Shirley Jackson was the chairman at the time. She undertook a number of reforms that led to enforcement of the safety regulations. How novel. But because of that enforcement, nine reactors in the United States were shut down [in] all of 1997 to restore safety levels.

The industry doesn’t like when its revenue makers are shut down, so the industry went to the Congress, got the Congress to tell the NRC to knock it off: “Stop enforcing the regulations. Let these plant owners survive in these economic times.” The NRC heeded that message, because the Congress controls its budget.

The industry, of course, is not interested in an accident. If they were sitting here right now, they’d tell you, “Safety first.” But in the real world, what happens?

From our monitoring of the nuclear industry, most of the owners do more than is required by the Nuclear Regulatory Commission, because regardless of what they view about safety, that’s a billion-dollar asset that they don’t want to see become a billion-dollar liability. So most of the owners go well beyond what the NRC requires … so the NRC’s job really should be looking at the laggards that aren’t doing it, for whatever reasons. But the NRC has a challenge in dealing with the people who aren’t doing very well.

If there’s concern about companies that are just meeting the minimum standard — and the implication you would suggest here is that that minimum standard is not enough — why not raise the bar for everybody?

Following the Three Mile Island accident [in Pennsylvania in 1979], the industry itself formed the Institute [of] Nuclear Power Operations. INPO seeks excellence, sets standards of excellence, so that sets the ceiling. The Nuclear Regulatory Commission with its regulations basically sets the floor. So most plant owners should be above safety minimums and approaching, if not reaching, the INPO standards of excellence.

What we’ve found is, it’s not working that well. Since Three Mile Island, since INPO was formed, there have been I think 48 reactors in United States that have been shut down for more than a year to restore safety levels. It’s more than one a year.

If you’re aiming for excellence, and you’re falling more than a year below the floor, something’s not working right. We estimate that cost approximately $82 billion to fix all those safety problems at all those plants. …

Let’s talk a little bit about the age of the fleet. They’re almost all 40 years old. … As these plants age, when you factor in your concerns about the NRC as it is and then throw in the concerns brought forward by Fukushima, how does that change the equation on these plants and whether they should continue operating for 60 or even 80 years?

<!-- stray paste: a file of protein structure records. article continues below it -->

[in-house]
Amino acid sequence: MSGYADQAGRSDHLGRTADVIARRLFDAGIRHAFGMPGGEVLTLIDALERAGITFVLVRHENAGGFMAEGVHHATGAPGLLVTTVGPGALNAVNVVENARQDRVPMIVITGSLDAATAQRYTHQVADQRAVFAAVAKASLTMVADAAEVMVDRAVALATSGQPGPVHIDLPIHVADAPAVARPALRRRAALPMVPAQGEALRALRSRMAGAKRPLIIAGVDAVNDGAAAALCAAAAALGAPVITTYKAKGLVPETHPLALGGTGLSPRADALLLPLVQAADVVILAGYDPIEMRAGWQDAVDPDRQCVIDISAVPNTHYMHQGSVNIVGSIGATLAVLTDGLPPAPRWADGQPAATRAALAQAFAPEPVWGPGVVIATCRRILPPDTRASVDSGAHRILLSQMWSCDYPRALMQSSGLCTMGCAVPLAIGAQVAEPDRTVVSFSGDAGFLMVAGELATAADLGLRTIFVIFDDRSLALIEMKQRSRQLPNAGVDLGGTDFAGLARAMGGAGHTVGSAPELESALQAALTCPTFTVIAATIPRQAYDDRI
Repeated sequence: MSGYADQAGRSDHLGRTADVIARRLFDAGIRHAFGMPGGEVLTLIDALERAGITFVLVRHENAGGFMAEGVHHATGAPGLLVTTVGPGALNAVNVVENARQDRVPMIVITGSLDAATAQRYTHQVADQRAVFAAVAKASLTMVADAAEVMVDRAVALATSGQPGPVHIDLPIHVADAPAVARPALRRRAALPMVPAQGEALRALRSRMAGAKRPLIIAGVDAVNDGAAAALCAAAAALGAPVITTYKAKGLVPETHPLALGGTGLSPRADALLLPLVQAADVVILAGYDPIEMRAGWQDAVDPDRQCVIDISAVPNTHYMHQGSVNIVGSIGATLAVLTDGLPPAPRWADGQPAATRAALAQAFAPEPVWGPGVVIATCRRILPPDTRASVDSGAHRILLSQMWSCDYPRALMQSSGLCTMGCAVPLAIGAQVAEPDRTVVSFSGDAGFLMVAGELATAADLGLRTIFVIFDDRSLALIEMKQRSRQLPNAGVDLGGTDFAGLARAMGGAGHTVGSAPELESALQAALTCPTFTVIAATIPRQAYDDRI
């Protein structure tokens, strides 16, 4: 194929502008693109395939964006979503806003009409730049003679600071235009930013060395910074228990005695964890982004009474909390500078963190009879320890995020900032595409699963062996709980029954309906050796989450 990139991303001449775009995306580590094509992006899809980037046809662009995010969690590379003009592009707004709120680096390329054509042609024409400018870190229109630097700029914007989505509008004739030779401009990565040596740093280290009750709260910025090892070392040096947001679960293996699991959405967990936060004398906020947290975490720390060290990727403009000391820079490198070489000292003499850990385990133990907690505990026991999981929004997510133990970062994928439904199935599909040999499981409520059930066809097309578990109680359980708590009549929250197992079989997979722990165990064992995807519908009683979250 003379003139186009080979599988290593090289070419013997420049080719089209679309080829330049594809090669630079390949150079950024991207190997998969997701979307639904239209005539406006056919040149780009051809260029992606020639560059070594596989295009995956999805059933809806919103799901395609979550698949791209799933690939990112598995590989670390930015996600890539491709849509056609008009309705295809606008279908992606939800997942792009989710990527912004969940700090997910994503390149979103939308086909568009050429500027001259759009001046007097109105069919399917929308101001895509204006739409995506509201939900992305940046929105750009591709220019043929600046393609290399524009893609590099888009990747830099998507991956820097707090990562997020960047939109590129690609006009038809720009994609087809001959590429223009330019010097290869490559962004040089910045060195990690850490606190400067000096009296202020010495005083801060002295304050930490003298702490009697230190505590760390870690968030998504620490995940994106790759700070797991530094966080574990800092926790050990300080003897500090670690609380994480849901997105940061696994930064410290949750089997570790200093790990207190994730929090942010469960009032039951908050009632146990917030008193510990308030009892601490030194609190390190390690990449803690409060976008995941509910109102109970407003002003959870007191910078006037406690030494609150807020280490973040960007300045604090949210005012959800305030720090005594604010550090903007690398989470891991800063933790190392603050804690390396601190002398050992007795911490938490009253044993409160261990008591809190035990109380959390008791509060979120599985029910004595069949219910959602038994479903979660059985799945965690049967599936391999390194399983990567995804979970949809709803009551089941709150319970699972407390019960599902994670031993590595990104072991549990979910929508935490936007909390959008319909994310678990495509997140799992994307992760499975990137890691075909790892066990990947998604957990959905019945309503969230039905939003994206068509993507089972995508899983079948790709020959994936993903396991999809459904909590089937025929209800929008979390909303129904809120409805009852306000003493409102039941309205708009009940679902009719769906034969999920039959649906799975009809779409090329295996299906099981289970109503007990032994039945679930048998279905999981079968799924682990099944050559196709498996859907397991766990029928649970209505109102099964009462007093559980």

As plants get older, the chance of failure goes up. It’s defined by what’s called a bathtub curve, due to its shape. On the left-hand part of the curve, you have the break-in phase, the infant mortality phase, and the right hand’s part of the curve is the wear-out phase as things age and degrade, get older.

Plants are licensed for 40 years, but that doesn’t mean all their parts last for 40 years. There’s pumps, there’s gaskets, there’s motors that get replaced along the way.

The bigger structures have to last for the life of the plant, like the frame of a car, but it’s really how well the owner maintains that asset that determines what its risk is.

I’ve compared it to people who buy cars off the same lot, same time. If a year later the first owner has changed, rotated the tires, done all the preventative maintenance that the owner manual [says should be] done, that car is going to be in better shape than the second car if the owner has only changed the radio station. …

A well-maintained car or well-maintained nuclear plant doesn’t automatically get bad at seven years for a [car] warranty or 40 years for a plant.

If you look at Chernobyl, Three Mile Island, Fermi 1 [in Michigan in 1966], even Fukushima, those plants didn’t get to 40. It’s no guarantee that you’re safe till 40, just like there’s no guarantee that it’s unsafe past 40.

The challenge is, as plants get older, safety margins can degrade. And if you’re not doing what needs to be done, if you’re not doing your homework, safety risk goes up because plant equipment is getting older, wearing out.

[It] becomes more important for the NRC to step in and make sure that plant owners are doing it right, doing their homework, rather than doing the FRAM Oil commercial, where “Pay me now or pay me later.” You skip the maintenance to save you a few bucks today, but it costs you thousands of bucks tomorrow.

So when you look at Fukushima on the face of it, it had nothing to do with age. Should Fukushima be part of the discussion as these plants come up for renewal, or is Fukushima really a separate issue about how it was designed in the first place?

In this country, after Fukushima, there was a call for a moratorium on nuclear plant relicensing. We didn’t support that moratorium, because whatever the lessons learned from Fukushima, they need to be made to plants that are operating, whether those plants have already been relicensed or those plants that are last in line for that. It’s not a license-renewal topic. …